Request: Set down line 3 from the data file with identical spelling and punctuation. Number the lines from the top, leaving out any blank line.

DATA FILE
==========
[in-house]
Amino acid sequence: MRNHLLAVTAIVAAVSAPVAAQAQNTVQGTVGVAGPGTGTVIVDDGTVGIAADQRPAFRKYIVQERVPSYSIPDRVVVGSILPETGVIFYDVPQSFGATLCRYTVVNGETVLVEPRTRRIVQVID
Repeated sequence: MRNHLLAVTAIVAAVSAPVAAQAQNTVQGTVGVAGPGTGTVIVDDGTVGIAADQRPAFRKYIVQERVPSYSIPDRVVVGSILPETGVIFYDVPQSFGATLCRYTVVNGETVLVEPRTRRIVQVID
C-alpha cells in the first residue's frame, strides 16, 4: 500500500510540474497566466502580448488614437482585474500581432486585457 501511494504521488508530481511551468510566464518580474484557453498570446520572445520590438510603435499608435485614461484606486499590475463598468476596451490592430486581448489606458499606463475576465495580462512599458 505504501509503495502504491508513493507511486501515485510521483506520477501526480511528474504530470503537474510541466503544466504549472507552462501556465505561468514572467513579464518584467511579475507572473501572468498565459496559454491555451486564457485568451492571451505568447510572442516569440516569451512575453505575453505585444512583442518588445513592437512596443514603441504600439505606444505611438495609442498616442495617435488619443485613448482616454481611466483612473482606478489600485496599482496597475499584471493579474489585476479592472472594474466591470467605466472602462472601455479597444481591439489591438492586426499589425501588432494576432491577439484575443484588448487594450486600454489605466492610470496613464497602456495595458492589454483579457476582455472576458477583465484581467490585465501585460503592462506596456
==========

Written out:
Repeated sequence: MRNHLLAVTAIVAAVSAPVAAQAQNTVQGTVGVAGPGTGTVIVDDGTVGIAADQRPAFRKYIVQERVPSYSIPDRVVVGSILPETGVIFYDVPQSFGATLCRYTVVNGETVLVEPRTRRIVQVID